M I N D over M U S C L E
pt. 1 (of a 3 part series)
Janelle Summer Kendell, B.Kin
Mental training is for everyone. An average recreational athlete trains their body for 8-10 hours per week, but most of them don’t dedicate a single hour to training their mind.
The best athletes in any sport only differ microscopically (less than 1%) on an anatomical or physiological level. This means that among the world’s finest cyclists, there are only slight variations present in VO2 Max, heart size, lung capacity, hemoglobin and hematocrit levels, femur length, lactate buffering, and percentage of fast/slow twitch muscle fibres. If the best of the best barely differ in any of the ways measured in a physiology lab, then why are some athletes consistently able to reach their full potential, while others perpetually fall short? The key to unlocking your body’s full physiological potential resides in the roughly 3 pounds of grey and white matter in your skull. It all boils down to your mind.
During my undergrad, I became fascinated with the human brain and the immense influence it has over the body. I registered for classes on everything from cognitive neuroscience to meditation, and decided on a major in Sport Psychology. My own performance as a cyclist improved as a result of my studies, and I began to race at a higher level. As I met many other athletes in the North American cycling community, it shocked me that psychology was not a part of every training protocol – in fact, some athletes were downright opposed to hearing about “hippie stuff” like visualization or modifying thought patterns. I’m sure every one of you can bring to mind a time when your head just got in the way, and your performance suffered as a result. However, the effectiveness of mental training is backed up by years of scientific studies. For a sport as demanding and filled with suffering as cycling, mental toughness and resilience are both needed for improvement.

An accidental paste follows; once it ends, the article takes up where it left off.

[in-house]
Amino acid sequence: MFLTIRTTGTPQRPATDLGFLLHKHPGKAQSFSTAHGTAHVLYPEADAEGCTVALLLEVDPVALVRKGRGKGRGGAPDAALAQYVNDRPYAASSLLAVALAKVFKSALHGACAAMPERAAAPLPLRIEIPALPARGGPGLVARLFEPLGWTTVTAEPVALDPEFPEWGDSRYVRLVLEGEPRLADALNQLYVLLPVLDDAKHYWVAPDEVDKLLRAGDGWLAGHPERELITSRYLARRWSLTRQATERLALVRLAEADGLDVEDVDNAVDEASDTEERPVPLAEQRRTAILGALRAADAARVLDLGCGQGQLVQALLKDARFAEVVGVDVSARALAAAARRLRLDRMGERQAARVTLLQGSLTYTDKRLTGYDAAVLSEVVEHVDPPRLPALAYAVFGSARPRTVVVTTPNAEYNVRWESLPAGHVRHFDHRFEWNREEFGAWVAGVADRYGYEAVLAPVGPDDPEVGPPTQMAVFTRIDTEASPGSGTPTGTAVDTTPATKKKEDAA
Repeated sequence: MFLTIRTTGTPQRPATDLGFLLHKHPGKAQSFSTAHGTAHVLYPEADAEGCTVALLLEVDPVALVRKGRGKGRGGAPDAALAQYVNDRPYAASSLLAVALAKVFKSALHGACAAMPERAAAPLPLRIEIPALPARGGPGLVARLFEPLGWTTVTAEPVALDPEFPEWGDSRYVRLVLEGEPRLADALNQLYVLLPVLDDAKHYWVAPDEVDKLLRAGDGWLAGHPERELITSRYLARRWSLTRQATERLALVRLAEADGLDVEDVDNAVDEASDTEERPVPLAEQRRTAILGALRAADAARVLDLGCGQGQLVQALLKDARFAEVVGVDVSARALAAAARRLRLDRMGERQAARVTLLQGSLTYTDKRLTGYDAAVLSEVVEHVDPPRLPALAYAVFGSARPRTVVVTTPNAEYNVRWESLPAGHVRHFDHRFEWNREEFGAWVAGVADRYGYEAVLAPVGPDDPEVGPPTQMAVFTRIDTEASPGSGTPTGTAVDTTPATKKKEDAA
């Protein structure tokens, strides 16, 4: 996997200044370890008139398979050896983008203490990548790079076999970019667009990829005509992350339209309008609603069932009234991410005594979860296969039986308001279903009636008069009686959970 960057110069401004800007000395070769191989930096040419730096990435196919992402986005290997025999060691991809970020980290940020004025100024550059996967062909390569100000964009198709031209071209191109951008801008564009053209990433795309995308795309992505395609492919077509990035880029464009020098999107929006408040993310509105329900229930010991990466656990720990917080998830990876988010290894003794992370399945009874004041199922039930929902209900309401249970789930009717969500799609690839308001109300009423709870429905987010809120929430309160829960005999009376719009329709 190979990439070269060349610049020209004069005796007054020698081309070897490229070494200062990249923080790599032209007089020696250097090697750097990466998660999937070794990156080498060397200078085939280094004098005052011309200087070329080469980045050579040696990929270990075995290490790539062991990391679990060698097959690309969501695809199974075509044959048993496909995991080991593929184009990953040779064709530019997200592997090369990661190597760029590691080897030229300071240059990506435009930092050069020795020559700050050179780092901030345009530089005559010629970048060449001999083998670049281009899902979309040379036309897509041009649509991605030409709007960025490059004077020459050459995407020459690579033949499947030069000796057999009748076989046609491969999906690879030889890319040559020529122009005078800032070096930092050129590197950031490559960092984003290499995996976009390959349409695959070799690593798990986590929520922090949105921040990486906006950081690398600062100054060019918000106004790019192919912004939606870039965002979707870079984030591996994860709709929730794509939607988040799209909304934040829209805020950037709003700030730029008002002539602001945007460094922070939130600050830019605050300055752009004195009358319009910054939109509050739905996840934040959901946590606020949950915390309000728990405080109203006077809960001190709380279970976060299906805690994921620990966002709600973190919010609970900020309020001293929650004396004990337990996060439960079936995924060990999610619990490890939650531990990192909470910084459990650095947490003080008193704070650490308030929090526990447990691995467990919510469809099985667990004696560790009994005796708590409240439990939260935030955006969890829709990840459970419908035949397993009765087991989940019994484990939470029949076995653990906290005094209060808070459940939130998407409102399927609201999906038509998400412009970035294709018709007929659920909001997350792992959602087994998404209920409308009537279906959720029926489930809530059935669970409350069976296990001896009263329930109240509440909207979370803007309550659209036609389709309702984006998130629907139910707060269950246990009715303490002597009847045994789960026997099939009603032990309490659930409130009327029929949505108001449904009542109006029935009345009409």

Mental training is for everyone. The techniques you learn in order to make it through an Ironman race are the same as the techniques you learn to complete a difficult hike, make it up a long hill, or finish your first 5k run. Regardless if you are a racer or just a recreational athlete, you can and should be adding some type of mental training to your weekly routine. In the next two newsletters, I’ll share some simple strategies (for both on and off the bike) to help you take your mind game to the next level! This is one of my favourite topics to discuss… if you have any questions, come have a coffee and chat with me the next time you’re in TCR, or send them my way via email (email@example.com)